It appears the tide is turning against the Heenes, and that the literal meaning of boy’s remark is increasingly likely. I wouldn’t have been surprised if it turned out the other way, though. As with adults, kids can answer questions in a rather tangential fashion.
For example, I was talking to a neighborhood kid the other day, a year or so younger than the “balloon boy,” and I asked him, in a purely non-accusatory and joking way, if he was the one who’s been feeding push pops to my dog through my backyard fence. Keep in mind that the boy was consuming a push pop while I asked him this and habitually rides his bike over and over past said fence.
He responded, a trifle defensively, “I didn’t have one last night when they got out of the fence.”
Now that’s not what I asked him at all. To understand his response, you have to know that H and I recently rescued an odd yet inseparable pair of dogs straight out of a Pixar movie – a pit bull and a Chihuahua – and had stored them overnight in the backyard until we found their owner the next day. Apparently the dogs had gotten out of our fence sometime that night, though, and the neighborhood kids had rounded them up and secured the gate. I knew this story before I asked him this question, so I knew he had misinterpreted my query, which was about my dog – my single dog, a boykin spaniel, who is usually the backyard’s only occupant – who I have discovered carrying around the still-sticky remains of a push pop in the backyard.
I’m still impressed by how he realized his possession of a push pop implied some sort of guilt by association, and he countered with a statement that is, as far as I know, truthful, yet did not deny any past acts of nefariousness – not that I care that Kara is getting push pops in the slightest.
The little boy who was not, after all, lost in an errant homemade balloon came up with a zinger in an interview the other day. “You said we did this for a show.”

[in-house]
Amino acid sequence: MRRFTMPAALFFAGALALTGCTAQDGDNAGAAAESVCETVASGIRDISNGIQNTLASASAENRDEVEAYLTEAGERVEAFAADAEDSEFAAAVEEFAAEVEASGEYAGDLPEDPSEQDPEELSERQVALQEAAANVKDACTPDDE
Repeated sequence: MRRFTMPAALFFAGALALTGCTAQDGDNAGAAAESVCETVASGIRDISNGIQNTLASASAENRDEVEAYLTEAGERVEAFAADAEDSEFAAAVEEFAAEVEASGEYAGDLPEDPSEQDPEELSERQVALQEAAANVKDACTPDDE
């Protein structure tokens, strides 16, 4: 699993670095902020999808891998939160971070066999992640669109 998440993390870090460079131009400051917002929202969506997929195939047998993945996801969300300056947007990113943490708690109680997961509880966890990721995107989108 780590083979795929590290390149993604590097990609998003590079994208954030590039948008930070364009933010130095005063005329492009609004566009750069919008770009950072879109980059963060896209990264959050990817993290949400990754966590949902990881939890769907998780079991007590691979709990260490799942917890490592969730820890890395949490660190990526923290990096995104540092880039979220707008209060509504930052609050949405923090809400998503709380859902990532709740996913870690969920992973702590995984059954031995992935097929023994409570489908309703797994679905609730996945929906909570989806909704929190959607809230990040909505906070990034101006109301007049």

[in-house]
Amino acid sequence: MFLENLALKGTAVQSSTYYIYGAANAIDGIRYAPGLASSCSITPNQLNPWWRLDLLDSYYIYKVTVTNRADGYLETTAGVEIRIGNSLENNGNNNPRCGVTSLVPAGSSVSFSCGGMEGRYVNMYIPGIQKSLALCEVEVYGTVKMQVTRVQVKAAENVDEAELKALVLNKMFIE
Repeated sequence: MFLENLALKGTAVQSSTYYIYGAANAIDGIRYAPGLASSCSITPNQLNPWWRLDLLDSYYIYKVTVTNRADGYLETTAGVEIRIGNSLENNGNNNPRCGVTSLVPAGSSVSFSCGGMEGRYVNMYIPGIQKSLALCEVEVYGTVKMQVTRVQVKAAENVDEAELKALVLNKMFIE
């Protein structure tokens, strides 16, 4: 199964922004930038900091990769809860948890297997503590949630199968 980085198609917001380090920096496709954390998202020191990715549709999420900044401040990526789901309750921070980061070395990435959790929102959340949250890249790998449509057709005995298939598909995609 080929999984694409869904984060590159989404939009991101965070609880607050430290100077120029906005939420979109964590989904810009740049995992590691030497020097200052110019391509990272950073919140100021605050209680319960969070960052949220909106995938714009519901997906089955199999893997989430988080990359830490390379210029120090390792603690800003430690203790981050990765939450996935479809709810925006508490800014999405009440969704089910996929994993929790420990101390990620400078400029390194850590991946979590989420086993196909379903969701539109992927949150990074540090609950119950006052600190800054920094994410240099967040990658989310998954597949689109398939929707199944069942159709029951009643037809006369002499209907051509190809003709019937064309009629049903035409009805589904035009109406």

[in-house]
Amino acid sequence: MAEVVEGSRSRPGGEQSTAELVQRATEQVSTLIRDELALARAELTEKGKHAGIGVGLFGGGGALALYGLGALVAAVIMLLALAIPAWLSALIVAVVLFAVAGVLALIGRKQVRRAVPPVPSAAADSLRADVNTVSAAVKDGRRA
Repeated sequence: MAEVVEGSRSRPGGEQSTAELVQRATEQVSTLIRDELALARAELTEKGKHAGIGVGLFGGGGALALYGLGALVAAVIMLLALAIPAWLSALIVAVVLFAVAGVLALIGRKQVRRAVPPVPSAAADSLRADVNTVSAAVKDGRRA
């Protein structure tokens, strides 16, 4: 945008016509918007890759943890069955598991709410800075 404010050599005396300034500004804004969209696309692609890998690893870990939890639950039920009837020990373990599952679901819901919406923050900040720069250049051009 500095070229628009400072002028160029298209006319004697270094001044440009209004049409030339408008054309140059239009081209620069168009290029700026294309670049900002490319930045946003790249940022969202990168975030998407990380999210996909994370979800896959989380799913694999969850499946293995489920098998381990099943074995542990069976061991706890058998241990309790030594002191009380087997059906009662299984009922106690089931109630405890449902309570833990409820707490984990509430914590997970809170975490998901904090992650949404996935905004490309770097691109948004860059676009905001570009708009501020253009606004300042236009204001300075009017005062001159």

What this line means depends quite a bit on how ‘show’ is understood. If it means ‘show’ in a general sense of ‘putting on a show,’ then the entire affair may be a hoax. However, if ‘show’ means a specific ‘show,’ such as the TV program the family has participated on in the past, then the boy’s confusion is far more innocent; he thinks he messed up an important shoot for a TV show.
There are two more complications when parsing this sentence. The first is the past tense verbs ‘said’ and ‘did’ – both are very unspecific about when the boy was told ‘this.’ Before the balloon left? After? Just before the interview? The second complication is ‘this’: What is the antecedent? The entire balloon incident? The interview that was going on at the time?
English can certainly lack preciseness. My instinct is the boy used some unfortunate syntax – stuffing a vague relative clause into the object slot of ‘You said’ – that has been interpreted rather freely to implicate his parents. The next few days will tell.
Apparently, the President won the Nobel Peace Price this morning. Knee-jerk reactions predominate.
On first glance, it’s a little odd. He’s barely out of the gate. And the U.S. is still fighting two wars. What gives?
On second glance, I can’t think of anyone in the last year that has done more to promote world peace. His election has completely changed the world political stage, and his foreign policy is, so far, largely consistent with what he campaigned on.
On third glance, I wonder if he should turn it down. I don’t see any downsides to doing so, and quite a few upsides. The GOP storyline about Obama is dependent on interpreting everything that he does as snobbish, elitist, naive, disconnected, and in Europe’s pocket. A polite decline undercuts all of that. He has to word it right, though.
UPDATE: Well, Obama took a middle road while I was typing, accepting it but saying that he doesn’t deserve it: “Let me be clear, I do not view it as a recognition of my own accomplishments, but rather as an affirmation of American leadership on behalf of aspirations held by people in all nations.” I’m not sure that was the best move. We’ll have to wait and see what his acceptance speech consists of.
While eating in the UHD cafeteria today (see last post) I saw a student with a T-shirt that said, “You don’t get my ninja skills,” and I wondered about how the verb “get” should be parsed. There are five different possibilities that I came up with immediately:
1) I will not waste my ninja skills on you.
2) I will not impart knowledge of my ninja skills to you.
3) I have ninja skills, and you will not be acquiring similar skills anytime soon, from me or anyone else.